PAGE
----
Paul Martin, commercial manager at First Group, said: "Operators have been working closely with Norfolk County Council and other stakeholders, in preparing a highly significant bid that has the potential to transform the future of bus travel in Norwich and is something we look forward to playing our part in."
Mike Stonard, Norwich City Council's cabinet member with responsibility for transport, said: "Investment in public transport is vital to support Greater Norwich as it grows.
"This is a great opportunity to work with our local authority partners and the DfT on plans that could make a significant difference to the quality of major bus routes into the city.
"Building on recent investment in the pedalways we can also look forward to an even better sustainable transport network for Norwich."
South Norfolk Council leader John Fuller said it would be a massive boost for the local economy.
He said: "The funding has the potential to greatly increase access to jobs, reduce congestion and improve our air quality.
"It will enable us to improve public transport links to our key employment sites around Norwich, such as the Norwich Research Park, the University of East Anglia and the hospital, and provide better integration of the tech corridor with the city transport network, giving local people much greater access to employment opportunities."
And Shaun Vincent, leader of Broadland District Council, said: "This opportunity is another step in the right direction to drive economic success in the Greater Norwich area and match the demands of the business community.
"Economic growth is our priority and the potential for improved connectivity through this funding can only support this."
If approved by councillors on the Transforming Cities committee and cabinet, final plans will be lodged in November, with the government decision expected in March next year.
What else could happen?
The bid for funding also includes a string of other potential changes:
- Exploring whether to make Thorpe Road, between Riverside Road and Lower Clarence Road, at Norwich railway station bus, cycle and pedestrian access only.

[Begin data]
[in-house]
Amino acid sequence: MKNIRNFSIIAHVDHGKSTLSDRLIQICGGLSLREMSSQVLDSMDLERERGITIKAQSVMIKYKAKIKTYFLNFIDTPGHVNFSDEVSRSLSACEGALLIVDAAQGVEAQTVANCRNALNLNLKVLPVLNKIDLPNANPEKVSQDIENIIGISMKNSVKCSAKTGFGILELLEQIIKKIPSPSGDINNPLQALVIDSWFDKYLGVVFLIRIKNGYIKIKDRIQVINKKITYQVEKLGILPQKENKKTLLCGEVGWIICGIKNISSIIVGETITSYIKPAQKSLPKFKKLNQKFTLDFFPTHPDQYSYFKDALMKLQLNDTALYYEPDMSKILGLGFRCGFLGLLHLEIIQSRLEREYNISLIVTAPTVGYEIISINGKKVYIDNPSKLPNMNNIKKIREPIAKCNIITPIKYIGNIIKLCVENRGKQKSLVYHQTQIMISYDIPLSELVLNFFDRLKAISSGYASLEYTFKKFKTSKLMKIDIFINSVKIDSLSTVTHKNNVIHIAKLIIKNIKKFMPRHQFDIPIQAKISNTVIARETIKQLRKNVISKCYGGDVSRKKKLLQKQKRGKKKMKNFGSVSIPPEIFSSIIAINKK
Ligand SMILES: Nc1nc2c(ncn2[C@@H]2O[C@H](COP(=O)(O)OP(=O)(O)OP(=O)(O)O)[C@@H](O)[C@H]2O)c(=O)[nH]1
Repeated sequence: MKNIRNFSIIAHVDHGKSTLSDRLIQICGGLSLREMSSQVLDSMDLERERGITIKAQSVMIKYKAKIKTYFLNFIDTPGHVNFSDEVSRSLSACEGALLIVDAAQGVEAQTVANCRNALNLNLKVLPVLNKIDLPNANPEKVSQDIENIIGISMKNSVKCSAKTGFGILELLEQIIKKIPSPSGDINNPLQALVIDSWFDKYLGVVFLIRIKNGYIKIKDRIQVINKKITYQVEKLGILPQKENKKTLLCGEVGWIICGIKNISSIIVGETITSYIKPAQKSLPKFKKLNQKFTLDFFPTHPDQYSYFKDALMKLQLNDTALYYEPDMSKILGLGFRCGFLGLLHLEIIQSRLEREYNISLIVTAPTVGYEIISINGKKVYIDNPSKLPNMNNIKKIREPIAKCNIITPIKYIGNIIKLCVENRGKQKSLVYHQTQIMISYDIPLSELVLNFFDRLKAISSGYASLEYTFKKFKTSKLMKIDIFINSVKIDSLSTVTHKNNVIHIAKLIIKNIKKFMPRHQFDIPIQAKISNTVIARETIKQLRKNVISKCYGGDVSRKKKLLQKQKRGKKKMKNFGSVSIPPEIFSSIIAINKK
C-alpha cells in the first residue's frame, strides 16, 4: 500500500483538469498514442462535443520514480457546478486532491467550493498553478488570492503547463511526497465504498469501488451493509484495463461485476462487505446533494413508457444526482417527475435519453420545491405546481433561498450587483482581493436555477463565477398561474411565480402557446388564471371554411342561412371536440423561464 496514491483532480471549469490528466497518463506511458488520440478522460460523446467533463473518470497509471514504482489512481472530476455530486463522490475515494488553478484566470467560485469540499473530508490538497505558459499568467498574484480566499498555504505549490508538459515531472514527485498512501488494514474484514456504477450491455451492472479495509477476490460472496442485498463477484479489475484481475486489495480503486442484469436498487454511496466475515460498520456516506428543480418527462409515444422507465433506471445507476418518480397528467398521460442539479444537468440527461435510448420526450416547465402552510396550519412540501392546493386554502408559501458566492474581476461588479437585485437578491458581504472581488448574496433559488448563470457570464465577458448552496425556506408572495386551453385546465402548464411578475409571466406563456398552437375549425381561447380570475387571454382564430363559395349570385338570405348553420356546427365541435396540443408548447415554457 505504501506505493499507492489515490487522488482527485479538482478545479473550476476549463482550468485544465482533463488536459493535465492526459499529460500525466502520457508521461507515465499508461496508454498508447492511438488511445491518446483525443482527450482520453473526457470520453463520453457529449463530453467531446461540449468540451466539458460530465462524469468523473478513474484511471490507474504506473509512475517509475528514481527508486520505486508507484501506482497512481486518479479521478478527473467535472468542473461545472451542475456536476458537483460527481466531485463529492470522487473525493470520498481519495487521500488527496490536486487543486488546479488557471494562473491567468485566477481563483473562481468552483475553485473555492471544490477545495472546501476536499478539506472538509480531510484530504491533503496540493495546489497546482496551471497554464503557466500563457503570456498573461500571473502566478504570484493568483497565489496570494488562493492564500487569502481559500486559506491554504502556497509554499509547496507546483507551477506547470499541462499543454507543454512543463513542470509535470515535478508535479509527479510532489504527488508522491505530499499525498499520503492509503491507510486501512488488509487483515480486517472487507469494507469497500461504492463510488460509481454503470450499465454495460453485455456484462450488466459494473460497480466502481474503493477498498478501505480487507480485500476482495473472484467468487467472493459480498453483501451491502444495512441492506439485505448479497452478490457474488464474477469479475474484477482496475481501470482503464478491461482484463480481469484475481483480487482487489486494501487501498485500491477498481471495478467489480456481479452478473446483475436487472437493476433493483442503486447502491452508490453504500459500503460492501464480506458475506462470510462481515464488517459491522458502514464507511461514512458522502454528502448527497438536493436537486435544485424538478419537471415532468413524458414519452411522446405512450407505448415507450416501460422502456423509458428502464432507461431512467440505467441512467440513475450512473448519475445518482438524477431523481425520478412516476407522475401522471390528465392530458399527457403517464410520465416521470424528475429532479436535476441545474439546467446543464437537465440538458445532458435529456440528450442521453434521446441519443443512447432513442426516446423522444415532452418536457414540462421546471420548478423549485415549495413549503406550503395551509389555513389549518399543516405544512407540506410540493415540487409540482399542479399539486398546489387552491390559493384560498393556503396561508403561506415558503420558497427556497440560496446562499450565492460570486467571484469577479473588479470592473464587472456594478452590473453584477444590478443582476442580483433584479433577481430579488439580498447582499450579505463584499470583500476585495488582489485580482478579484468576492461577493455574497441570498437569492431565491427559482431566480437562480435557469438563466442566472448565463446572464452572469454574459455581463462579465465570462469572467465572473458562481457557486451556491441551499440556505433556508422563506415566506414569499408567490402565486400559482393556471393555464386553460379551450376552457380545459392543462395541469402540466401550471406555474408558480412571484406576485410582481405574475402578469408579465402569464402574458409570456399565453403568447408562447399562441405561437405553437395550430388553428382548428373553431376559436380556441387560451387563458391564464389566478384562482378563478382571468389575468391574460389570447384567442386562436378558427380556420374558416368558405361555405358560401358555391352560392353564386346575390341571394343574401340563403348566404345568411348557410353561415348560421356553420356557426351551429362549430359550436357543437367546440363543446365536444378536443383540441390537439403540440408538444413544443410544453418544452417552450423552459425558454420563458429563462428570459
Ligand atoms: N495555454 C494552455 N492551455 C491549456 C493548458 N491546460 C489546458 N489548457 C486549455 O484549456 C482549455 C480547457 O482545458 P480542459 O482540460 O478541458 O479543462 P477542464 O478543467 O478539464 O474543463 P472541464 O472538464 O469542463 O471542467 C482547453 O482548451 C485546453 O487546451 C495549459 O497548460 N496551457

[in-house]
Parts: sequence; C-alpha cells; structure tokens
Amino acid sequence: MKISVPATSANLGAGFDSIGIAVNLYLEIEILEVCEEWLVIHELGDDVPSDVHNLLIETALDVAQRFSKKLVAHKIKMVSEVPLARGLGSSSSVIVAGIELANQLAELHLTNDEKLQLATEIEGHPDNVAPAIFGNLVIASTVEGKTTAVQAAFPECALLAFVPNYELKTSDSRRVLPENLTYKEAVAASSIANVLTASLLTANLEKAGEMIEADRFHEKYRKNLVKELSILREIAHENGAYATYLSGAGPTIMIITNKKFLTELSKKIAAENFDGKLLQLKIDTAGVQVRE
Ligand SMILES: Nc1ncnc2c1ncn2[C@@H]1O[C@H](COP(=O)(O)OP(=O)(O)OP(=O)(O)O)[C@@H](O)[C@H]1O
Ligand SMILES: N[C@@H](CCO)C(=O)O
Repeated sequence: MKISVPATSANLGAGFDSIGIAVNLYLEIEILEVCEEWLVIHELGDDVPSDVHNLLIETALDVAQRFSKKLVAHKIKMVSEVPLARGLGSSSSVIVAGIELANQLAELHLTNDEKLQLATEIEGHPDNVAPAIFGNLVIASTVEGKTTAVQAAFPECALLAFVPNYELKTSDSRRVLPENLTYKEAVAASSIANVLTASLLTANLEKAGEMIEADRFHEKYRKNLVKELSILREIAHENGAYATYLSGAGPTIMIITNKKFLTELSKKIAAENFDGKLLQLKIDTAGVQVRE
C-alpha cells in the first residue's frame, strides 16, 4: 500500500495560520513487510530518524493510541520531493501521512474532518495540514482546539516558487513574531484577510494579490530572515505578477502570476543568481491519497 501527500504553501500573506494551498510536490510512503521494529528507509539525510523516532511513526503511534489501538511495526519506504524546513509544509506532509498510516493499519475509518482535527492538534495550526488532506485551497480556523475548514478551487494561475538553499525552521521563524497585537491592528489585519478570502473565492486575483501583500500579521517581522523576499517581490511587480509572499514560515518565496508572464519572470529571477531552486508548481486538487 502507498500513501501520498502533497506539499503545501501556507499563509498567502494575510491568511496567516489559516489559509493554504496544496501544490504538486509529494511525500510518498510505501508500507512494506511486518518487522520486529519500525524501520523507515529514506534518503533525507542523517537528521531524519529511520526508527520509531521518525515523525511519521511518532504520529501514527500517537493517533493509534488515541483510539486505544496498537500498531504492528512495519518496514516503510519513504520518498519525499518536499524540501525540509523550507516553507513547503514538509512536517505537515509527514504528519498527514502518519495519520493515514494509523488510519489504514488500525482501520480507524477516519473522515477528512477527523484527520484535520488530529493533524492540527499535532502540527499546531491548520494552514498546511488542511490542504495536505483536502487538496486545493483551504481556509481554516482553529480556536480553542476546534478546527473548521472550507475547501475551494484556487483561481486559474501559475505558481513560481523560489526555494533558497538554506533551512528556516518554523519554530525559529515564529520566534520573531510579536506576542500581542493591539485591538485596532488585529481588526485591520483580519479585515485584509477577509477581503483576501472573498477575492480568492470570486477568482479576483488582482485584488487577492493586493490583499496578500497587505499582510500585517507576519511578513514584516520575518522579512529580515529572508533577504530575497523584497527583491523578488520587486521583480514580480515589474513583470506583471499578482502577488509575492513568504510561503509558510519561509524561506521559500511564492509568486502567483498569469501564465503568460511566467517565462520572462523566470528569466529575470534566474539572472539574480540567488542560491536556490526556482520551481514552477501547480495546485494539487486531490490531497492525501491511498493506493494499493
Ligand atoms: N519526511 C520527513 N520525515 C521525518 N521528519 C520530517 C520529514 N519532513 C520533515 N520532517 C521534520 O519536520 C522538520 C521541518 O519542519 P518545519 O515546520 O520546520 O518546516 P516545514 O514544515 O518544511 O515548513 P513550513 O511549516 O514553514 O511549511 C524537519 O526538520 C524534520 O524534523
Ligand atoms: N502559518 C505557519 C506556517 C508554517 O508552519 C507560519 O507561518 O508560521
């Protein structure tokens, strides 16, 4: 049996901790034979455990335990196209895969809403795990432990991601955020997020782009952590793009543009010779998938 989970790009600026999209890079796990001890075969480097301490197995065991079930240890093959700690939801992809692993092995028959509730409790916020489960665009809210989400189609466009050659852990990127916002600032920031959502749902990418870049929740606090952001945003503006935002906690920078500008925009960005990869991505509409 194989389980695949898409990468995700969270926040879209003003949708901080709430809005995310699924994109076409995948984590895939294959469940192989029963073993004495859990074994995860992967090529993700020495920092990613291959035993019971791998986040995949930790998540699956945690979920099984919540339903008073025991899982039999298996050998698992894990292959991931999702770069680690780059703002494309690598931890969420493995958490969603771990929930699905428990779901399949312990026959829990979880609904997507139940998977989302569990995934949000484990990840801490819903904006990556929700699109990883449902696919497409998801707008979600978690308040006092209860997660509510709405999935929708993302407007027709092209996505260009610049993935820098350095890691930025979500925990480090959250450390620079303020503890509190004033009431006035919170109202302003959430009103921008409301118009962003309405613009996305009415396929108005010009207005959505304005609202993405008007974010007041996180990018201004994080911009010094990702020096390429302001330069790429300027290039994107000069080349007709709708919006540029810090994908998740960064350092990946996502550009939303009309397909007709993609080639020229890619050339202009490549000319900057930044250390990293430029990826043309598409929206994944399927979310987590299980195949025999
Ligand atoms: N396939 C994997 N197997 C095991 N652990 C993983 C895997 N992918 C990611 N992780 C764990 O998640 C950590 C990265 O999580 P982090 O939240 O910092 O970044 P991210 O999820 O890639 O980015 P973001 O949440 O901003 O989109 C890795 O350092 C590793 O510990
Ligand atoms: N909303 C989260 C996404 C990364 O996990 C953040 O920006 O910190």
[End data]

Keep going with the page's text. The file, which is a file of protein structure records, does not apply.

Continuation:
- Consider removing the traffic lights on Grapes Hill roundabout
- Restrict through traffic from St Andrew's Street so pavements can be widened.
- Potentially switching general traffic from Chapel Field North to Chapel Field East, to stop buses getting caught in queues.
- Improved pedestrian crossings in Magdalen Street.
- Improvements to the Heartsease Fiveways roundabout
- Step free access to the Cambridge-bound platform at Wymondham railway station.
- Extended cycle track in Newmarket Road from Christchurch Road to outer ring road.
- New pedestrian/cycle bridge over the A47 at Longwater
- Getting tougher on emissions in the city centre
- Improving the purple pedalway between Marriott's Way and Bowthorpe Three Score
- New bus lanes on Cromer Road and Aylsham Road
- Possible new park and ride sites off the Northern Distributor Road at Norwich Airport and Sprowston Road
- New bus lane on the approach to Kett's Hill, with cars no longer able to park there
- Bus lanes in Yarmouth Road and Thorpe Road
- A new highway bridge over the railway line at Rackheath to serve new housing
What is a mobility hub?
One of the ideas which council officers want to introduce are 33 mobility hubs across Greater Norwich.
Council officers say these would be key places within the city where people can head for various forms of transport - be it buses, trains, car club vehicles or hire bikes.
Key features of them would be:
- Easy to reach on foot or by bicycle.
- Close to shops, schools, libraries, places of employment and at the heart of neighbourhoods, suburbs and settlements.
- Well designed, so people feel comfortable, secure and informed.
- Buses able to pull up alongside the kerb in the right place and at the right angle, so people can get on and off easily.
- Regular bus services , as well as interchanges between services
The hubs could, potentially, be marked with a totem, to make them more visible.